For her upcoming show “Nothing to iron” we visited Nadine Lohof in her Studio in Berlin. Together we explored the inspirations, techniques and philosophy behind her work. You can find the full interview below.
What inspired this show and it’s title?

“The show is called ‘Nothing to iron’ and this painting that you see here next to me on my right side inspired that title. I started this work with a figure from Picasso which in German is called “die Büglerin”. It depicts a woman with a crouched back which is doing some ironing, it’s from his blue period. I stole this figure and then added some others that are standing around this ironing board. “Nothing to iron” comes from the notion that as a human being you always try to hide something, or you try to even something out. I think I’d like to play with this notion of raising the question: What is authenticity?

What interests me is: What is reality? What do we hide and what do we show to other people? With the ironing you try to make your clothes very neat, then you go out and can hide in what you wear. What you choose to wear allows you to play a character. All this also influences this show. It is a very interesting point for me to ask these questions. What am I? What are you? And what do I try to say and what do I try not to say.”

What is your creative process like?

would say there’s a lot going on in my mind. I see the process of
creating art as a form of digestion. And I would say that there is a lot
of art history in my work as well. Sometimes I form these figures or
characters in my head that I end up painting. There’s also a lot of
inspiration in daily situations that I maybe see when I’m outside. Weird
people walking around or funny moments that I find inspiring. Inspiration can really come from everything for me.

How have other artists influenced your work?

“Oh, I think about this a lot. I mean I love to look at art and there’s a lot of things that I love about Picasso and Baselitz. There is Rose Wylie, which I like a lot and there is Tony Matelli, he’s a New York based artist that mainly works in sculpture and he’s amazing. There are just too many names to mention I must say.”

What is the process of composition in your work?

“I think I work very intuitive. I never do an outline or something like that. Maybe I start with a face that inspired me. Sometimes I start with acrylics but mostly I start with oils. It can be a face or a small detail that I start with and then the composition comes to life. I think that the process of painting itself is very interesting for me. That I really don’t know which direction it will go and maybe don’t even know what colors I will choose. I start painting but everything can change. I add another color that it didn’t have in my mind before and some new form is coming to life. I try to play with this and just enjoy the process in itself.”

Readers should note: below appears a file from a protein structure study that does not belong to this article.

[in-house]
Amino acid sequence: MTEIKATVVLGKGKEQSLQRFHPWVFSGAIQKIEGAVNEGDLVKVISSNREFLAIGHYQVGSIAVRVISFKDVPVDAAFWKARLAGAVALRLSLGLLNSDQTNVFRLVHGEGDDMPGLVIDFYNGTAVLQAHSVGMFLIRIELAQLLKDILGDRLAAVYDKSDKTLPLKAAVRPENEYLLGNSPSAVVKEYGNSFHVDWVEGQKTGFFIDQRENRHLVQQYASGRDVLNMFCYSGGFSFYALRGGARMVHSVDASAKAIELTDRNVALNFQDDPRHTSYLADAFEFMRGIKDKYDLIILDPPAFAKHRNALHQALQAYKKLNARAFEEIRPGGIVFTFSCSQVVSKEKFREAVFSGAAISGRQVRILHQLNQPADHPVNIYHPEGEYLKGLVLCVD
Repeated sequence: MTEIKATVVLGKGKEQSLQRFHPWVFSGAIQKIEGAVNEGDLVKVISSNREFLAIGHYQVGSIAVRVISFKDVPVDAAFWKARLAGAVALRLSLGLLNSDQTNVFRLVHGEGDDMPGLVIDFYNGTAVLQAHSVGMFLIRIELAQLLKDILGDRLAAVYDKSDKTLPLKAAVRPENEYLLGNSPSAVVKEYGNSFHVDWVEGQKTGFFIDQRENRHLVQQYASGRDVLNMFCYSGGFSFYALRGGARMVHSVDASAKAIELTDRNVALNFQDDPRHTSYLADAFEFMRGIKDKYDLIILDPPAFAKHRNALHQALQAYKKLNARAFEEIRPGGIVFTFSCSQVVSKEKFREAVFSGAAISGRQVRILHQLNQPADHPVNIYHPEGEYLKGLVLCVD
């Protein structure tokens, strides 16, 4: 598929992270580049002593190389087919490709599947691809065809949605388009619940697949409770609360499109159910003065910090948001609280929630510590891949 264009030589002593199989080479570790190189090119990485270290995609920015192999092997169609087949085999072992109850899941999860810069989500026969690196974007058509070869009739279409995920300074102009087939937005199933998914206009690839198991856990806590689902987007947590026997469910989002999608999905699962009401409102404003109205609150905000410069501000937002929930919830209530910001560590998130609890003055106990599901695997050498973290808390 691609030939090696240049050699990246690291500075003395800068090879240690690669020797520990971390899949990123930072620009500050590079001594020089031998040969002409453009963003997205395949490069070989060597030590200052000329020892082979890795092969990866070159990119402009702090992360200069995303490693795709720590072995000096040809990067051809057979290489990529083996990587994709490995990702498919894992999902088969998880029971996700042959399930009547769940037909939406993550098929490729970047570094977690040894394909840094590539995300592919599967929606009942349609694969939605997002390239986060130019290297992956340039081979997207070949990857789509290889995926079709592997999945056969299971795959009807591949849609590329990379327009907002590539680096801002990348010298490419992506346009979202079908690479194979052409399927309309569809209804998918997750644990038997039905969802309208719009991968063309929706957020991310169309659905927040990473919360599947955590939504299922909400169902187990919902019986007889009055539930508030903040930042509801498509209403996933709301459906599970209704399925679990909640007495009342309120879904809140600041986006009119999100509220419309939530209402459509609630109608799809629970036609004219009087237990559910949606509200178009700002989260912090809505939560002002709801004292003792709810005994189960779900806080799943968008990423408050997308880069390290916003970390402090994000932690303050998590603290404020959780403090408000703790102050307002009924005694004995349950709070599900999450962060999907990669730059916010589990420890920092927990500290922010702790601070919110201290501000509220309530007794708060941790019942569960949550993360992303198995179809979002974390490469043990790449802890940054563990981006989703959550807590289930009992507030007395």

How long does it usually take you to paint one painting?

depends on the painting I must say. Sometimes it only takes a day,
sometimes it takes a year. It depends on how I paint, what paint I use.
This can be very different, and I like to play with that. So sometimes
I’m very fast and sometimes I’m very slow.”

What exactly inspired you to start doing sculptures alongside your paintings?

“I think I’m very much into the material. That you can really work with your hands on it. For this show I will exhibit sculptures made from soap. I think that creating these works is very interesting for me because it’s like a kneading process similar to baking a pizza. That is also what I’m doing when I’m painting, it feels like I’m cooking something. These sculptures give me the feeling of doing something with my hands and then they become very haptic objects which is why I like to work with them.”

What’s the connection between your sculptures and your paintings?

“I think it’s about leaving traces or trying to get rid of traces. The paintings are telling narratives of leaving traces or getting rid of traces and the same with the sculptures. I think the sculptures are maybe a bit more direct in this aspect than the paintings.”

What inspired you to use soap as a medium for your sculptures?

“After you eat something or you go to the bathroom, you wash your hands, and you get rid of the traces of what you just did. That’s what inspired me to work with this medium and the material is also just very haptic which I like very much.”

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